Ex-gymnast opposition leader must be nimble to win in Sweden

Stockholm (AFP) –


The challenger to become Sweden's next prime minister, conservative Moderates leader Ulf Kristersson, is an eternal optimist chasing voters seduced by the far-right who claim soaring immigration is straining the country's famed welfare model.

With a long career spanning local and national politics, the 54-year-old former gymnast will need nimble acrobatics to wrest power from Prime Minister Stefan Lofven's Social Democratic-led government and simultaneously fend off the anti-immigration Sweden Democrats (SD).

Kristersson's campaign ahead of Sunday's election has focused on limiting Sweden's generous benefits to encourage people, in particular immigrants, to enter the labour market.

"We need to focus on jobs and integration so we can prioritise the core of the welfare system," including universal health care and education, Kristersson said as he presented his party's election platform.

Intellectual and analytical, economics graduate Kristersson is seen as a talented communicator.

Viewers repeatedly voted him the winner of televised debates pitting him against Lofven -- but despite that he has struggled during the campaign, losing ground toward the end.

His communication skills have also been frequently tested since the party swung its immigration policy 180 degrees -- from former Moderate prime minister Fredrik Reinfeldt's 2014 "open your hearts" speech to Swedes on the eve of Europe's migrant wave, to today's restrictive policies as the party vies for the same voters as the far-right.

Apart from a stint in the early 2000s as a communications director, Kristersson has spent his entire career in the Moderates after founding a youth branch at his secondary school.

He rapidly became a rising star and was elected head of the national youth wing in 1988, spearheading a neo-liberal faction.

But in 1992, he lost a bitter leadership battle to Reinfeldt, also a neo-liberal but more conservative -- who went on to become prime minister from 2006-2014.

That loss, and the rift the rivalry created, affected Kristersson deeply, impressing upon him the importance of putting the team first, observers say.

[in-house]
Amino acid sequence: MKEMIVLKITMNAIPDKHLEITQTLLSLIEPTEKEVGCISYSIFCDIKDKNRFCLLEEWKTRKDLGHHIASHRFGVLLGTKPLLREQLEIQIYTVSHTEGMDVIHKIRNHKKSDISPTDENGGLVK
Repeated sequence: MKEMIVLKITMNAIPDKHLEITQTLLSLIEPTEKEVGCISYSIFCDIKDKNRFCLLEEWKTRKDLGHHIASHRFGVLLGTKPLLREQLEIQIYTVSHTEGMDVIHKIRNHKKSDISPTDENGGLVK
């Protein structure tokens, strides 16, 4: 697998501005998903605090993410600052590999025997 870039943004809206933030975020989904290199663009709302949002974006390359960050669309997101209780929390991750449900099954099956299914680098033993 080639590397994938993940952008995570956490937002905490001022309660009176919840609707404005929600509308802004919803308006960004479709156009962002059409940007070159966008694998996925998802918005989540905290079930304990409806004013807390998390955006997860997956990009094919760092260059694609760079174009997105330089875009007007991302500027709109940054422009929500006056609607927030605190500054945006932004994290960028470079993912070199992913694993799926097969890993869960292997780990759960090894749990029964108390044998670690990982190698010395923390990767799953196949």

- 'Coffee-break politician' -

Kristersson entered parliament in 1991. He later served as city councillor in his hometown of Strangnas and in Stockholm, as social security minister under Reinfeldt from 2010-2014, and then as shadow finance minister.

In October 2017 he took the Moderates' reins after his predecessor Anna Kinberg Batra was ousted by a faction of the party for saying she was ready to negotiate with SD on a case-by-case basis.

Kristersson has insisted he won't negotiate with SD, which is neck-and-neck with the Moderates in the polls behind the Social Democrats.

He has vowed to form a government with three other centre-right parties.

But the so-called Alliance and Lofven's left-wing bloc each look poised to win around 40 percent of votes, which would create a parliamentary deadlock with no bloc holding a majority and neither willing to accept SD's support.

To form a government, Kristersson would either have to seek out informal support from SD, or form a groundbreaking cross-bloc cooperation with the Social Democrats.

Both options would involve huge hurdles.

Kristersson comes across as easygoing and open to discussion and has a ready smile.

Those qualities will be key in the thorny negotiations that will ensue if he is called to form a coalition government.

But critics question whether he has the leadership to govern at a time when Sweden faces rising polarisation, mounting nationalism, populism and information wars, a more assertive Russia and a possible economic downturn.

His detractors call him a "coffee-break politician": all talk, no action.

According to Sweden's paper of reference Dagens Nyheter, some Moderates have internally criticised his party leadership for acting "too much like a right-wing think tank" rather than a party focused on results.

Despite his youthful and bespectacled boy-next-door appearance, Kristersson is no stranger to controversy.

In his 1994 book "Non-Working Generation", he compared Sweden's labour market regulations -- a key part of the welfare model -- to South Africa's apartheid system: oppressive and encouraging passivity.

A runner and hunter, Kristersson is married and the father of three daughters adopted from China.